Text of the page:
Q&A: Innovid’s Zack Zigdon on Interactive TV Advertising, OTT and the Adoption of Tech by the Creative Agencies


Zack ZigdonZack Zigdon is Managing Director International and Co-Founder at Innovid, a video marketing platform. Here Zigdon discusses interactive TV advertising, how creative agencies are embracing technology and the growth of ad-funded OTT services.

Does Innovid position itself on the buy-side or the sell-side?  

We’re a pure tech, buy side video advertising platform, working with ad agencies and brands. That said our product teams work closely with premium publishers including broadcasters to continually develop advanced video formats. This is a win-win situation that results in new and unique products for brands with a positive user experience.

For years we’ve been been hearing about how creative agencies need to get to grips with the data and technology. Is that now happening in any meaningful way?

Creative agencies face a massive challenge – on the one hand they have to continue to generate the “big idea”, which at this point is turning into a family of big ideas to address different audiences and delivery platforms; on the other hand, they are expected to remain on the cutting edge of all new technology developments so they can leverage them in service of these ideas.   For the most part I would say they do an excellent job of this, but it becomes a more and more impossible task as more and more technological changes occur.

From our point of view, it’s inevitable that creative agencies will need to have creative-savvy tech partners on board so they have some time left over for the creative process. Do they successfully leverage data and technology in service of creative? Absolutely. Could they likely do a better job of it with our help? Absolutely.

For example O2’s agency VCCP have very successfully used the brand’s wealth of data for real time creative decisioning in their interactive video campaigns. We see a huge uplift in engagement when data is used to deliver contextually relevant or personalised video content. Creative agencies are beginning to understand how much data can open the possibilities in front of them, and companies like ours are here to help make it happen.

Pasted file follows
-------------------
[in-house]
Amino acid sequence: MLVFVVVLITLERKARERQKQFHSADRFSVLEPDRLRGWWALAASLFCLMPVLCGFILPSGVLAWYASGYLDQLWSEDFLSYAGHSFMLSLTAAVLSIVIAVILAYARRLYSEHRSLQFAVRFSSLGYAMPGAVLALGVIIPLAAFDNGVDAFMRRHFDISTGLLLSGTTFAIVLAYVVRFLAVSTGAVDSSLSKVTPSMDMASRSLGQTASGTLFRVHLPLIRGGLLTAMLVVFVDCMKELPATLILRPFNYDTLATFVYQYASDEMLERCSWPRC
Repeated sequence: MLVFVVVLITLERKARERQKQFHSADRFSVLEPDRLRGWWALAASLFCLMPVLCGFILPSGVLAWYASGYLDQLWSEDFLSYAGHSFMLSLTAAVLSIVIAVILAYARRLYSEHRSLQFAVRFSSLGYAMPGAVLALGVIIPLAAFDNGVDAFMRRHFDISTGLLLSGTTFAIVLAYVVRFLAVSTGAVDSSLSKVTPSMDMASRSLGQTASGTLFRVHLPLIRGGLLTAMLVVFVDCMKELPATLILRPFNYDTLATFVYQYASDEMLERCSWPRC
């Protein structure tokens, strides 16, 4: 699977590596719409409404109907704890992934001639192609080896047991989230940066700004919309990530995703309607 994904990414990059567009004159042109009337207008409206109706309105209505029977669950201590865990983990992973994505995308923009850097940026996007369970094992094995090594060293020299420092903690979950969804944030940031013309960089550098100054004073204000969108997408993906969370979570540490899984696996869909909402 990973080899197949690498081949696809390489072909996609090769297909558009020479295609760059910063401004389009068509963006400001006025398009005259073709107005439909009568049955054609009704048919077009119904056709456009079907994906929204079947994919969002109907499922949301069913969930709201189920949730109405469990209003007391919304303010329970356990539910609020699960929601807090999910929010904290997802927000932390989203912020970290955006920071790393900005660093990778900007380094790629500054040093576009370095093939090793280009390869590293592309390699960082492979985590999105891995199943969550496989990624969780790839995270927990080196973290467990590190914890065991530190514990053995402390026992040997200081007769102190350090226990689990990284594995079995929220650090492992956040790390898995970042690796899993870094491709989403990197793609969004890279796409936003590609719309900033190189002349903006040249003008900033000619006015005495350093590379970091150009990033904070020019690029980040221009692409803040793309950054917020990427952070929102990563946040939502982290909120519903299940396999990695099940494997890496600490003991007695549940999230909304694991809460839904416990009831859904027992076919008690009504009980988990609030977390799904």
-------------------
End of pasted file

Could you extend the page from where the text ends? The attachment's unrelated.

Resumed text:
Are consumers engaging with interactive TV ads in the same way they do on other screens, or do TV remotes make it difficult for them?

The numbers for interactive TV are particularly promising – very high engagements and very high completions. Clearly there is a learning curve for consumers, but if the consumer can immediately engage and find out more about an advertised product in a way that is less effort and more tailored to their needs, then it’s a learning curve we believe they will easily overcome. Also as we see remotes become more capable (replaced by phones in many instances) there will more and more of an expectation that anything on the TV is interactive. The biggest part of the learning curve is probably just understanding that you CAN interact with the ad directly, rather than trying to remember what you’ve seen and visit the right website later on.

Many of the leading OTT services are ad-free and subscription-based. Do you think OTT can continue to scale in this way, or are more ad-funded models likely to emerge?

We’re already seeing ad-funded models succeed. We’ve been running on Crackle, Sony’s ad-supported channel, for roughly 3 years on Roku. Ads exist on Hulu,  Apple TV and other well-known OTT players. Whether Netflix and other specific ad-free channels will eventually support ads or not is hard to predict. There are a lot of variables at play – competitive content, success of the subscription model long-term, the persistence or collapse of the separate bundled cable subscription, and many other points that make it very difficult to predict the future of a given service. I suspect that even Netflix themselves do not know today for certain whether they will continue ad-free or eventually offer ads as an option.


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